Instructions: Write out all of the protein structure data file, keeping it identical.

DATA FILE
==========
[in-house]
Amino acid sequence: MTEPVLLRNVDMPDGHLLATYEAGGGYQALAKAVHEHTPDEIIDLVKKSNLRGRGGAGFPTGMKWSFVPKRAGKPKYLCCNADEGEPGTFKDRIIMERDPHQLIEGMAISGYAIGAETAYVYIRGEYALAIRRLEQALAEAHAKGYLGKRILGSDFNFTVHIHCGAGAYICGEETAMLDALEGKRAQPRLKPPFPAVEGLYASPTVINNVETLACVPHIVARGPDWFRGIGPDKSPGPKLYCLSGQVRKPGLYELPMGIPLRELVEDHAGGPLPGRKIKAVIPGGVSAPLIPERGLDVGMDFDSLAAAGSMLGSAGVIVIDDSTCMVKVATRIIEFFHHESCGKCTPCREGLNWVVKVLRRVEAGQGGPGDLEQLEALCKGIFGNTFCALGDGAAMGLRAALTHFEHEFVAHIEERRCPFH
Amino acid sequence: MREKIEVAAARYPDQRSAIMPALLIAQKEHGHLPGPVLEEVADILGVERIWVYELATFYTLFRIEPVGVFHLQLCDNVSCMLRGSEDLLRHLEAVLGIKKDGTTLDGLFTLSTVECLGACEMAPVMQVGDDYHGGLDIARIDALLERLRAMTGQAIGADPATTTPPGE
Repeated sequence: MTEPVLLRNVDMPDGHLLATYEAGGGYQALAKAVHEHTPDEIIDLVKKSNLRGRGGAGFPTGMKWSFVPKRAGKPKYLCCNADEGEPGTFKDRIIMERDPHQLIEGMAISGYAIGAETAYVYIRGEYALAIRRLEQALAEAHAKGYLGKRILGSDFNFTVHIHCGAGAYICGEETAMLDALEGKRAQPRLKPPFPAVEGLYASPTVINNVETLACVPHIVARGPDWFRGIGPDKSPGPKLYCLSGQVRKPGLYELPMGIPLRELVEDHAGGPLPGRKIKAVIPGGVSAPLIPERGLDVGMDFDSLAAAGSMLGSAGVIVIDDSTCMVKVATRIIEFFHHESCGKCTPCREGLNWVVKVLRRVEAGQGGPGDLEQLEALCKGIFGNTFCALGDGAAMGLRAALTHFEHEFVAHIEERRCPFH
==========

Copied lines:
[in-house]
Amino acid sequence: MTEPVLLRNVDMPDGHLLATYEAGGGYQALAKAVHEHTPDEIIDLVKKSNLRGRGGAGFPTGMKWSFVPKRAGKPKYLCCNADEGEPGTFKDRIIMERDPHQLIEGMAISGYAIGAETAYVYIRGEYALAIRRLEQALAEAHAKGYLGKRILGSDFNFTVHIHCGAGAYICGEETAMLDALEGKRAQPRLKPPFPAVEGLYASPTVINNVETLACVPHIVARGPDWFRGIGPDKSPGPKLYCLSGQVRKPGLYELPMGIPLRELVEDHAGGPLPGRKIKAVIPGGVSAPLIPERGLDVGMDFDSLAAAGSMLGSAGVIVIDDSTCMVKVATRIIEFFHHESCGKCTPCREGLNWVVKVLRRVEAGQGGPGDLEQLEALCKGIFGNTFCALGDGAAMGLRAALTHFEHEFVAHIEERRCPFH
Amino acid sequence: MREKIEVAAARYPDQRSAIMPALLIAQKEHGHLPGPVLEEVADILGVERIWVYELATFYTLFRIEPVGVFHLQLCDNVSCMLRGSEDLLRHLEAVLGIKKDGTTLDGLFTLSTVECLGACEMAPVMQVGDDYHGGLDIARIDALLERLRAMTGQAIGADPATTTPPGE
Repeated sequence: MTEPVLLRNVDMPDGHLLATYEAGGGYQALAKAVHEHTPDEIIDLVKKSNLRGRGGAGFPTGMKWSFVPKRAGKPKYLCCNADEGEPGTFKDRIIMERDPHQLIEGMAISGYAIGAETAYVYIRGEYALAIRRLEQALAEAHAKGYLGKRILGSDFNFTVHIHCGAGAYICGEETAMLDALEGKRAQPRLKPPFPAVEGLYASPTVINNVETLACVPHIVARGPDWFRGIGPDKSPGPKLYCLSGQVRKPGLYELPMGIPLRELVEDHAGGPLPGRKIKAVIPGGVSAPLIPERGLDVGMDFDSLAAAGSMLGSAGVIVIDDSTCMVKVATRIIEFFHHESCGKCTPCREGLNWVVKVLRRVEAGQGGPGDLEQLEALCKGIFGNTFCALGDGAAMGLRAALTHFEHEFVAHIEERRCPFH